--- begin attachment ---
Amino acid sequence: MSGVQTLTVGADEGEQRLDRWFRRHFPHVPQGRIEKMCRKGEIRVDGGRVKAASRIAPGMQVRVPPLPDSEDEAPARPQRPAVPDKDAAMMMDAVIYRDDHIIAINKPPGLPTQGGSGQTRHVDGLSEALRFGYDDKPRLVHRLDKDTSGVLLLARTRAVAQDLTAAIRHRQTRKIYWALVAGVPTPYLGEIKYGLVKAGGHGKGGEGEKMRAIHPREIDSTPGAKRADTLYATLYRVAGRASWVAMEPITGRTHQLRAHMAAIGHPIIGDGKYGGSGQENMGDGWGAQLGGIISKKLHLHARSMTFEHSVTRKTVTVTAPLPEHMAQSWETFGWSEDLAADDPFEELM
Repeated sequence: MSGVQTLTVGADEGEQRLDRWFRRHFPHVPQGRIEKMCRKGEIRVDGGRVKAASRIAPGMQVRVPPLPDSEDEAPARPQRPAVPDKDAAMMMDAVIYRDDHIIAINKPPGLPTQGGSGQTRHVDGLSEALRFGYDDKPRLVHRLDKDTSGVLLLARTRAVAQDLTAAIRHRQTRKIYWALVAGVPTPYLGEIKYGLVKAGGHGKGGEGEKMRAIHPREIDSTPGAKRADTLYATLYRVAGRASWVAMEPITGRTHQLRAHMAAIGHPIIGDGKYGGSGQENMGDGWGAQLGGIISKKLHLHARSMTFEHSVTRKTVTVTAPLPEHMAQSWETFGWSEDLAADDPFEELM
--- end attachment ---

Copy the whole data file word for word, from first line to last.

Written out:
Amino acid sequence: MSGVQTLTVGADEGEQRLDRWFRRHFPHVPQGRIEKMCRKGEIRVDGGRVKAASRIAPGMQVRVPPLPDSEDEAPARPQRPAVPDKDAAMMMDAVIYRDDHIIAINKPPGLPTQGGSGQTRHVDGLSEALRFGYDDKPRLVHRLDKDTSGVLLLARTRAVAQDLTAAIRHRQTRKIYWALVAGVPTPYLGEIKYGLVKAGGHGKGGEGEKMRAIHPREIDSTPGAKRADTLYATLYRVAGRASWVAMEPITGRTHQLRAHMAAIGHPIIGDGKYGGSGQENMGDGWGAQLGGIISKKLHLHARSMTFEHSVTRKTVTVTAPLPEHMAQSWETFGWSEDLAADDPFEELM
Repeated sequence: MSGVQTLTVGADEGEQRLDRWFRRHFPHVPQGRIEKMCRKGEIRVDGGRVKAASRIAPGMQVRVPPLPDSEDEAPARPQRPAVPDKDAAMMMDAVIYRDDHIIAINKPPGLPTQGGSGQTRHVDGLSEALRFGYDDKPRLVHRLDKDTSGVLLLARTRAVAQDLTAAIRHRQTRKIYWALVAGVPTPYLGEIKYGLVKAGGHGKGGEGEKMRAIHPREIDSTPGAKRADTLYATLYRVAGRASWVAMEPITGRTHQLRAHMAAIGHPIIGDGKYGGSGQENMGDGWGAQLGGIISKKLHLHARSMTFEHSVTRKTVTVTAPLPEHMAQSWETFGWSEDLAADDPFEELM